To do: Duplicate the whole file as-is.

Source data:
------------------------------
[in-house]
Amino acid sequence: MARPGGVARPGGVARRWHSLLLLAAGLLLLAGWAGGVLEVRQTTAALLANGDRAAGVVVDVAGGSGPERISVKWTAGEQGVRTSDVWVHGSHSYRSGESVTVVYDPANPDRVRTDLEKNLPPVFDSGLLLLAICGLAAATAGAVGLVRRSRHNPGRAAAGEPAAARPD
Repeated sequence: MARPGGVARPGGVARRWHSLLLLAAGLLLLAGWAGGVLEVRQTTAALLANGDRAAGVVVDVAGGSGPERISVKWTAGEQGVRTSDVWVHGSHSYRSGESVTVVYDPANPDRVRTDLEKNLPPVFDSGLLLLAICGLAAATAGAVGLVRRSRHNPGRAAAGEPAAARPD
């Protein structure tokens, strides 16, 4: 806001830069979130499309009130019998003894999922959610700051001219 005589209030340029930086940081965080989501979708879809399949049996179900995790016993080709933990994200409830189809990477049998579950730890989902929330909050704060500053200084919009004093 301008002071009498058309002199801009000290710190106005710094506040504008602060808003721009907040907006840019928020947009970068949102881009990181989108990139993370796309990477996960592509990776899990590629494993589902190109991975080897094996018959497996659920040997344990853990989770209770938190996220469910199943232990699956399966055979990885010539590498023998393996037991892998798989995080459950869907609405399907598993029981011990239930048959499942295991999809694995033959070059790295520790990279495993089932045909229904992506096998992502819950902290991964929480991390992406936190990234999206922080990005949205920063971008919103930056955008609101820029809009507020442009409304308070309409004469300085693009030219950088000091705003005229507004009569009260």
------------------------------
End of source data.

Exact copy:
[in-house]
Amino acid sequence: MARPGGVARPGGVARRWHSLLLLAAGLLLLAGWAGGVLEVRQTTAALLANGDRAAGVVVDVAGGSGPERISVKWTAGEQGVRTSDVWVHGSHSYRSGESVTVVYDPANPDRVRTDLEKNLPPVFDSGLLLLAICGLAAATAGAVGLVRRSRHNPGRAAAGEPAAARPD
Repeated sequence: MARPGGVARPGGVARRWHSLLLLAAGLLLLAGWAGGVLEVRQTTAALLANGDRAAGVVVDVAGGSGPERISVKWTAGEQGVRTSDVWVHGSHSYRSGESVTVVYDPANPDRVRTDLEKNLPPVFDSGLLLLAICGLAAATAGAVGLVRRSRHNPGRAAAGEPAAARPD
């Protein structure tokens, strides 16, 4: 806001830069979130499309009130019998003894999922959610700051001219 005589209030340029930086940081965080989501979708879809399949049996179900995790016993080709933990994200409830189809990477049998579950730890989902929330909050704060500053200084919009004093 301008002071009498058309002199801009000290710190106005710094506040504008602060808003721009907040907006840019928020947009970068949102881009990181989108990139993370796309990477996960592509990776899990590629494993589902190109991975080897094996018959497996659920040997344990853990989770209770938190996220469910199943232990699956399966055979990885010539590498023998393996037991892998798989995080459950869907609405399907598993029981011990239930048959499942295991999809694995033959070059790295520790990279495993089932045909229904992506096998992502819950902290991964929480991390992406936190990234999206922080990005949205920063971008919103930056955008609101820029809009507020442009409304308070309409004469300085693009030219950088000091705003005229507004009569009260």